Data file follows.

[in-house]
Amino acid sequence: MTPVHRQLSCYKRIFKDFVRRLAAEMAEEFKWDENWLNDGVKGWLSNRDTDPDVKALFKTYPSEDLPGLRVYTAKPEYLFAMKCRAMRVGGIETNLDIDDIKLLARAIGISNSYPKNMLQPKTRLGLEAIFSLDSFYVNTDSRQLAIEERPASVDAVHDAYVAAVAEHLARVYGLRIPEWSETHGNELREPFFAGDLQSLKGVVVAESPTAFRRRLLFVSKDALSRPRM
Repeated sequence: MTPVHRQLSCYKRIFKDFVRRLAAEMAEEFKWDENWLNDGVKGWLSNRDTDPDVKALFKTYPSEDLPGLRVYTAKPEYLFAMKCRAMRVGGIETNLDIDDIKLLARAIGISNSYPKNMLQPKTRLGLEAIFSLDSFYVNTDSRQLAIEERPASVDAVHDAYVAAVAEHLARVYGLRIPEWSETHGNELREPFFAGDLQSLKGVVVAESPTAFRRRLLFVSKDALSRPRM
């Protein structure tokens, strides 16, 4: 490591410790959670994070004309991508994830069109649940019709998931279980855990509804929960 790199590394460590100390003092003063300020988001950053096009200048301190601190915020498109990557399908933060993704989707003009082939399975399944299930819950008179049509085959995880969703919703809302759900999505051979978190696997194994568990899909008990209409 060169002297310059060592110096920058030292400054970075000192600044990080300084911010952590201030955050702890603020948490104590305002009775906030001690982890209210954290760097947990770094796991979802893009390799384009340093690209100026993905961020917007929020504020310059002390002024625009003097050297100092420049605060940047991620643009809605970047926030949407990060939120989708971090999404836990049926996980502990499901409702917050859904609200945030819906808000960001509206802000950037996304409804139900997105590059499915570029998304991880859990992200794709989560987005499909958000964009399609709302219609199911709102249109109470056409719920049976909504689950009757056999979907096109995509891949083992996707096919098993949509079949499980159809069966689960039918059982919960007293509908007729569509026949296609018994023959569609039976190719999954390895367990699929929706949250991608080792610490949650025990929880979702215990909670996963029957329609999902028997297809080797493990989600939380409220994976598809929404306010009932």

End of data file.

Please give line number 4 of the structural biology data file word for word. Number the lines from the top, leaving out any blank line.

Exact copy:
């Protein structure tokens, strides 16, 4: 490591410790959670994070004309991508994830069109649940019709998931279980855990509804929960 790199590394460590100390003092003063300020988001950053096009200048301190601190915020498109990557399908933060993704989707003009082939399975399944299930819950008179049509085959995880969703919703809302759900999505051979978190696997194994568990899909008990209409 060169002297310059060592110096920058030292400054970075000192600044990080300084911010952590201030955050702890603020948490104590305002009775906030001690982890209210954290760097947990770094796991979802893009390799384009340093690209100026993905961020917007929020504020310059002390002024625009003097050297100092420049605060940047991620643009809605970047926030949407990060939120989708971090999404836990049926996980502990499901409702917050859904609200945030819906808000960001509206802000950037996304409804139900997105590059499915570029998304991880859990992200794709989560987005499909958000964009399609709302219609199911709102249109109470056409719920049976909504689950009757056999979907096109995509891949083992996707096919098993949509079949499980159809069966689960039918059982919960007293509908007729569509026949296609018994023959569609039976190719999954390895367990699929929706949250991608080792610490949650025990929880979702215990909670996963029957329609999902028997297809080797493990989600939380409220994976598809929404306010009932």